However, in this way the instinct itself could be pressed into the service of Eros, in that the organism was destroying some other thing... rather than destroying its own self. Aggression is the death instinct controlled by Eros. While the death instinct seeks the destruction of the organism, the ego can redirect its force at an external object. But the force is not lessened thereby. It is but moved -- conversely, any restriction of this aggressiveness directed outwards would be bound to increase the self-destruction, which is in any case proceeding. The death instinct will destroy; the only question is what. Eros can direct it outwards for self-preservation.

But this is the problem. Eros also seeks to bring communities together; to increase the scale of cooperation -- civilization is a process in the service of Eros, whose purpose is to combine single human individuals, and after that families, then races, peoples and nations, into one great unity, the unity of mankind. Eros, then, drives toward happiness and a larger scale of cooperation, while the death instinct drives toward an individual\'s dissolution into inorganic matter. To maintain its happiness, the organism forces the destructive force outward, away from itself. But this violates the greater social order which Eros establishes. So the death instinct is forced back inwards as guilt -- the superego torments the sinful ego with the same feeling of anxiety and is on the watch for opportunities of getting it punished by the external world. But this will not do, for the ego wishes to satisfy the desires of the id, and so it redirects the aggression outward. If it fails to force the aggression outward, it bottles it up and may become neurotic, depressed, suicidal. It if fails to hold the aggression in, it will again be punished by the superego for having violated social norms, but here the superego has less force to project inwards. Because of this, one\'s neighbour is for one not only a potential helper or sexual object, but also someone who tempts one to satisfy one\'s aggressiveness on him, to exploit his capacity for work without compensation, to use him sexually without his consent, to seize his possessions, to humiliate him, to cause him pain, to torture and to kill him.... This is the factor which disturbs our relations with our neighbour and which forces civilization into such a high expenditure of energy.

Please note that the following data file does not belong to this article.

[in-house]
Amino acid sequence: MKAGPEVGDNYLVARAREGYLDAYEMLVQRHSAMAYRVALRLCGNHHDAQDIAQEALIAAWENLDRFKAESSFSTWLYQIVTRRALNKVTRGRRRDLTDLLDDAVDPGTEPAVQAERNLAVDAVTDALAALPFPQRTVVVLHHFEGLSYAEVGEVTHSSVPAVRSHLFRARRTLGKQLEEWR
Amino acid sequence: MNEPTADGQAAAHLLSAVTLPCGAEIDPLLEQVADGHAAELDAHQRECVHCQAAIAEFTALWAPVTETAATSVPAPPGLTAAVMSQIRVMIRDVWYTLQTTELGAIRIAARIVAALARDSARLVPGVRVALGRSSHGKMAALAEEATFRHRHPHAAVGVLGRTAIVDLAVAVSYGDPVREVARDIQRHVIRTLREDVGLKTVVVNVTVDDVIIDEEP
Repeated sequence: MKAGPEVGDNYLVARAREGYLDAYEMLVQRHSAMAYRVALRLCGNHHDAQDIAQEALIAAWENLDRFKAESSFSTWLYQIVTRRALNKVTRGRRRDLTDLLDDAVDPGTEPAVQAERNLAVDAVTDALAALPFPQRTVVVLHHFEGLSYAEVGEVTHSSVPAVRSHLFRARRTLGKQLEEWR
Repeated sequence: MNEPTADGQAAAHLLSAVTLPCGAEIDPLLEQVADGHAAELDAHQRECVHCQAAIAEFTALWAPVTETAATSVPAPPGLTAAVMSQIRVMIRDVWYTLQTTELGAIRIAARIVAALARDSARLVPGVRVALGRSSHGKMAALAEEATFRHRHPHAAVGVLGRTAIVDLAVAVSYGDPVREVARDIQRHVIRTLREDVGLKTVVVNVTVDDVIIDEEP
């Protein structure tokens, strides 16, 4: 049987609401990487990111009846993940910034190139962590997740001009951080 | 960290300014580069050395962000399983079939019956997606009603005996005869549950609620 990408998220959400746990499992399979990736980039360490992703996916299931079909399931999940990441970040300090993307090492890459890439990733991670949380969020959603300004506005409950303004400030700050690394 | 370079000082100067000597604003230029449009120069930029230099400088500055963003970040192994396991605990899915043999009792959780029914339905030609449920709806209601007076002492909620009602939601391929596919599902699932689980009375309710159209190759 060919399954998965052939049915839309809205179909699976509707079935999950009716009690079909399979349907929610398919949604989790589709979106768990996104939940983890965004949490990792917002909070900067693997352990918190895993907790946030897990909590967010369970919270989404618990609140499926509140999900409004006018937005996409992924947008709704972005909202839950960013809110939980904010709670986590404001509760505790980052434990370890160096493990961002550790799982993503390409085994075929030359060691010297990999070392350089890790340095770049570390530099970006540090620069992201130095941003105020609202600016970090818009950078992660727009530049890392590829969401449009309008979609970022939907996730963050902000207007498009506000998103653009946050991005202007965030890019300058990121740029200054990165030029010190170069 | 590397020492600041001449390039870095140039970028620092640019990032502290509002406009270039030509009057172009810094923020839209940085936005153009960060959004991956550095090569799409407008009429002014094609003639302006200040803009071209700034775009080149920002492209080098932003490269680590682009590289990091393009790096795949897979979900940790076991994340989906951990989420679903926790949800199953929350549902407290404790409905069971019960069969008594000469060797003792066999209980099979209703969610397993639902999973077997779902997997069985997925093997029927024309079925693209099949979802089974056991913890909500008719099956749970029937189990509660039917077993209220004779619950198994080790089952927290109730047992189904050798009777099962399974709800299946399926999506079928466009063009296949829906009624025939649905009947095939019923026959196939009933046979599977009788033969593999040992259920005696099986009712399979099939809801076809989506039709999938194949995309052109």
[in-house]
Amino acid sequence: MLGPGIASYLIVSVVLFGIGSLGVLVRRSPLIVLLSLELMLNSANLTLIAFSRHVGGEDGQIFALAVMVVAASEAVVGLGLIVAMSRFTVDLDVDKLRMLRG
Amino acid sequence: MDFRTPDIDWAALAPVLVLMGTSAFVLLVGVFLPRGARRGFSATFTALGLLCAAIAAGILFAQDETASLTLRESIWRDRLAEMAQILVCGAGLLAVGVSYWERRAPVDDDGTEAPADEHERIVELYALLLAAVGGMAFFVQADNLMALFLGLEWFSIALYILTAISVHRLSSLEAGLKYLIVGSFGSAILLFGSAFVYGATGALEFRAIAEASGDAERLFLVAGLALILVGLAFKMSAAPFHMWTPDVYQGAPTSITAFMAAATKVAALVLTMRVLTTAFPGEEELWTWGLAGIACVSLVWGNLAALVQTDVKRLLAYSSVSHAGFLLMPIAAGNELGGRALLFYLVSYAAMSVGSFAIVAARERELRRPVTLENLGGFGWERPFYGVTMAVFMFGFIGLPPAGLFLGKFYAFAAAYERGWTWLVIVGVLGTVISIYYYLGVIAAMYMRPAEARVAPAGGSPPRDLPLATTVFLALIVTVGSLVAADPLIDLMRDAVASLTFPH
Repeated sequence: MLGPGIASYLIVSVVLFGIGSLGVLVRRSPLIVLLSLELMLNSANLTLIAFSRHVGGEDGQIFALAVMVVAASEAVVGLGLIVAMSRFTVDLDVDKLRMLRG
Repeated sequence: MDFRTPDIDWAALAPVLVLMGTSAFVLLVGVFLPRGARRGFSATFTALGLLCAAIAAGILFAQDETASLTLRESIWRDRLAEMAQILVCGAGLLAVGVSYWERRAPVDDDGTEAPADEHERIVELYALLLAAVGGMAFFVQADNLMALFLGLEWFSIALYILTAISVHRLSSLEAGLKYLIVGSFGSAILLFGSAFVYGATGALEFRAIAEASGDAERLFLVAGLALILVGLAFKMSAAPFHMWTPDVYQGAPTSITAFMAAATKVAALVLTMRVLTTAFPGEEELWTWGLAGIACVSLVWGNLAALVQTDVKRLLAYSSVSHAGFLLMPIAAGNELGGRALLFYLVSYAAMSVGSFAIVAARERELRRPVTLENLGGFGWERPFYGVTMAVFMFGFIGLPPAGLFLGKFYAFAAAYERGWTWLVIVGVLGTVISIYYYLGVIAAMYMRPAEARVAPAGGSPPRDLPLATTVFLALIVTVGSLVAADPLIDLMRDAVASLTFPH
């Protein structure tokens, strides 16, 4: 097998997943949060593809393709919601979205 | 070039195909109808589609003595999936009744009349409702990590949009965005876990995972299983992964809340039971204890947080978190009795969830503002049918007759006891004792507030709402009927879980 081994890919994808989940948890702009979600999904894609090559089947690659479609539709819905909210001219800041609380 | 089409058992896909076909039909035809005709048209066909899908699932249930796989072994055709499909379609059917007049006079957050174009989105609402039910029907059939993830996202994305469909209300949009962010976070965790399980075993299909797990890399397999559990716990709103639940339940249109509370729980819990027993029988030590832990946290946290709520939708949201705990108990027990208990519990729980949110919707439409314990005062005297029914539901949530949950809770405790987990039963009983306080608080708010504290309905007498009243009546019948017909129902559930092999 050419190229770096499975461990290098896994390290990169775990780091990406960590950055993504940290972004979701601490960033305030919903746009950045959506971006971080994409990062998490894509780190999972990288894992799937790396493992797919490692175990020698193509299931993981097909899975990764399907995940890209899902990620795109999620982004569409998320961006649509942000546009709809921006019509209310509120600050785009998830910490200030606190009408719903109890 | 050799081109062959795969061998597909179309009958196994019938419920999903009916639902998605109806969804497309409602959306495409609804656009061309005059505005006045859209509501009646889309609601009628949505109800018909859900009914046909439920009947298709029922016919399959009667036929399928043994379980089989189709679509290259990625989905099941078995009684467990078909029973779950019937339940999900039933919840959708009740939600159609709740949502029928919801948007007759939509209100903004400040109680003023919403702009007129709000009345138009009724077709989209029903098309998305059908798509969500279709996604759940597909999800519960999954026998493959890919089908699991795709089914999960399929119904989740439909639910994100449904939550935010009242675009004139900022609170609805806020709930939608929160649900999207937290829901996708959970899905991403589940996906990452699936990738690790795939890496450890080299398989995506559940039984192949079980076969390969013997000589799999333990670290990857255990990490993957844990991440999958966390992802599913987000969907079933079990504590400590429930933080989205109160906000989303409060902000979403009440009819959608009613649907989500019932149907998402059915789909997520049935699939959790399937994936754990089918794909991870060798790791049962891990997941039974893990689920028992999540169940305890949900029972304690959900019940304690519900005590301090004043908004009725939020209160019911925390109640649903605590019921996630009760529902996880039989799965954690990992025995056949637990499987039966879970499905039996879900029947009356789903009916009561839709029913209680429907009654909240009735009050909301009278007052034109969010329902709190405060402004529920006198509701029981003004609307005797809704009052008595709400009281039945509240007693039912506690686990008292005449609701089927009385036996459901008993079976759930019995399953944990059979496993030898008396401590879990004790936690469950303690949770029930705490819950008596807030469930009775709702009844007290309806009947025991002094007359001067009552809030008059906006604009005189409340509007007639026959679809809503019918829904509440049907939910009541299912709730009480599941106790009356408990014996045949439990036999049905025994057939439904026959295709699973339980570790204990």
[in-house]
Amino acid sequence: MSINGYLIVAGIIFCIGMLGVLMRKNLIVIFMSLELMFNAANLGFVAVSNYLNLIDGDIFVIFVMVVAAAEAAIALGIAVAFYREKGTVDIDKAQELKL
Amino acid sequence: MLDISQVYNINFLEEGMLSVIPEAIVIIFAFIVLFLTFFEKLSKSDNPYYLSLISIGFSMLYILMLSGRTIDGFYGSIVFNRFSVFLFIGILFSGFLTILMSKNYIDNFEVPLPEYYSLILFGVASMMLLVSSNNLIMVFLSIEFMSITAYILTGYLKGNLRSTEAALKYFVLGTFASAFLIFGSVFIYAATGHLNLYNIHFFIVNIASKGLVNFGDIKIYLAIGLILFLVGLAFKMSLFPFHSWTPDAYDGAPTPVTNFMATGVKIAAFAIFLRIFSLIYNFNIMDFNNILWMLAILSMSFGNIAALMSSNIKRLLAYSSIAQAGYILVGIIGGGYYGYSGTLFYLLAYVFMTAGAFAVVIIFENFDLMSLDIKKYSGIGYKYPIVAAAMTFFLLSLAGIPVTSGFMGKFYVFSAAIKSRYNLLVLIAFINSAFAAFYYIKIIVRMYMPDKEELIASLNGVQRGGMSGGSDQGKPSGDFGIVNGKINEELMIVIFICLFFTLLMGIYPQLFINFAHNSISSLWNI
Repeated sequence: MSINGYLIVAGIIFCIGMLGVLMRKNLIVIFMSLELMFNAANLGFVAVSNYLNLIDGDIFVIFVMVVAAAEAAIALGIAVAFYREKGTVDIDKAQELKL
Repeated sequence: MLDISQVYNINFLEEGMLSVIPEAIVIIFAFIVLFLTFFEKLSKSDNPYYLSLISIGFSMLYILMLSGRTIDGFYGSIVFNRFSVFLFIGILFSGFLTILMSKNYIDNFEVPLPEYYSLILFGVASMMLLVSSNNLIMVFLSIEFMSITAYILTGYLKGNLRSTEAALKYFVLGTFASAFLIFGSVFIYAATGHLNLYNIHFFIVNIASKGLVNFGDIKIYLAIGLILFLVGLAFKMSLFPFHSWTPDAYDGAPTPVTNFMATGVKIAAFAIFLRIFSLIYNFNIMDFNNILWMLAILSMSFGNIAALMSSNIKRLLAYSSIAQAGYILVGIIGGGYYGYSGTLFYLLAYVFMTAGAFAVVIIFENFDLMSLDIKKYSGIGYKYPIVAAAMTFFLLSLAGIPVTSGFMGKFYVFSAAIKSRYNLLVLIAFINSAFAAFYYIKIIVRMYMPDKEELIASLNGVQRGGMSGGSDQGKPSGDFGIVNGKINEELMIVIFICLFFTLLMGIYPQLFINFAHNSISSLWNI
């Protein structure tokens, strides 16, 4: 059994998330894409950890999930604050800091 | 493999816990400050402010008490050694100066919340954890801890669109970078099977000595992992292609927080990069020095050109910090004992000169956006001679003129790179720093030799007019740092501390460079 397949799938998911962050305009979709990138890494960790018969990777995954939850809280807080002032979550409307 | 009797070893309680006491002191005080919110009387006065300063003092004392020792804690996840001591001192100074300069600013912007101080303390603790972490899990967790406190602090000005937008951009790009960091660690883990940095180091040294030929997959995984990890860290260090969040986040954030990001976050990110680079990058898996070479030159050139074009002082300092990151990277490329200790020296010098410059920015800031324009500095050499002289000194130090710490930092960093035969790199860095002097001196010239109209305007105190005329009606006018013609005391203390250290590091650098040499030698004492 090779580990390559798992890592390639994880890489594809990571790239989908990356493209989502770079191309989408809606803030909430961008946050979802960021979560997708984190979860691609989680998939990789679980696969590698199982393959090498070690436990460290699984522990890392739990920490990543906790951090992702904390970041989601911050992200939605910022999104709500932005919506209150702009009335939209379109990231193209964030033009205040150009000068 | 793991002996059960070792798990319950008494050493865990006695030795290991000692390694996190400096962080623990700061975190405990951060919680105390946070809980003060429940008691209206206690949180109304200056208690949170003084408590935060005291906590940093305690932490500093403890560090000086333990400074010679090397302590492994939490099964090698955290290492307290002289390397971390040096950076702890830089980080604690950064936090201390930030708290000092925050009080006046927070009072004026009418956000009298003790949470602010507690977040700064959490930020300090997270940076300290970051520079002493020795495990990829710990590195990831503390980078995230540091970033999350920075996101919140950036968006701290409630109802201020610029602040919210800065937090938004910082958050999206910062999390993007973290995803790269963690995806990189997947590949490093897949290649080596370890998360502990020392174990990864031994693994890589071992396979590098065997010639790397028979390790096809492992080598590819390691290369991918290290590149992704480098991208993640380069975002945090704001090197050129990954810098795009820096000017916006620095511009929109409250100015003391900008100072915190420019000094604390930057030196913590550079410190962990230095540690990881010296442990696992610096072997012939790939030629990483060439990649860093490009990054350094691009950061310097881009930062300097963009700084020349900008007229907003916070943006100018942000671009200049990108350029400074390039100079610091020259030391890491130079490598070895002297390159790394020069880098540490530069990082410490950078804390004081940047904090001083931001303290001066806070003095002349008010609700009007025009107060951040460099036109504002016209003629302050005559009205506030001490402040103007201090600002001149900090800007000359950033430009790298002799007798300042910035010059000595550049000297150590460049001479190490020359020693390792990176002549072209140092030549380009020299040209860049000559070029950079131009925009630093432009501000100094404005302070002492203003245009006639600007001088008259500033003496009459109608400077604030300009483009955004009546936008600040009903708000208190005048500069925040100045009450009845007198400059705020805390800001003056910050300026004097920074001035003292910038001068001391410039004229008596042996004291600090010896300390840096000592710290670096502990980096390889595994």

This is, for Freud, the explanation of war: a massive outpouring of the death instinct in organized group violence.


Looks like someone can't make up his mind .. bad ass, good ass, bad ass, good ass... ;)


'He loves me, he loves me not...'

m o t h e r b o a r d

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"Daisy Girl"
« Reply #86 on: June 16, 2007, 07:08:30 PM »

Looks like someone can't make up his mind .. bad ass, good ass, bad ass, good ass... ;)


'He loves me, he loves me not...'



This is a cheap characterization of the "dilemma" -- in the style of the "Daisy Girl," Lyndon Johnson's nuclear-fear campaign ad.

http://www.youtube.com/watch?v=63h_v6uf0Ao

piece of america

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Re: The Biography of a Dangerous Idea
« Reply #87 on: June 20, 2007, 12:51:34 AM »
Exactly Johnson\'s ad tries to create a false dilemma, I guess that\'s why the ad was featured only once.

something hot

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Re: The Biography of a Dangerous Idea
« Reply #88 on: June 26, 2007, 05:34:29 PM »

[...] Freud then went on to outline for Einstein his theory of Eros, the life instinct that "seeks to preserve and unite" and of Thanatos, the death instinct. For Freud, aggression was the manifestation of Thanatos and thus an essential element of human nature. For that reason, he characterized Russian communism as "an illusion trying to make human aggression disappear."

[...]


May it be that "aggression" and "Thanatos" are not necessarily essential elements of human nature, but instead it is the human being that, afraid of the inevitability of one's death and destruction, adopts an aggressive attitude trying to find some "relief" in killing other people -- that is to say, try to reduce one's existential angst by taking an active role instead of waiting passively to die?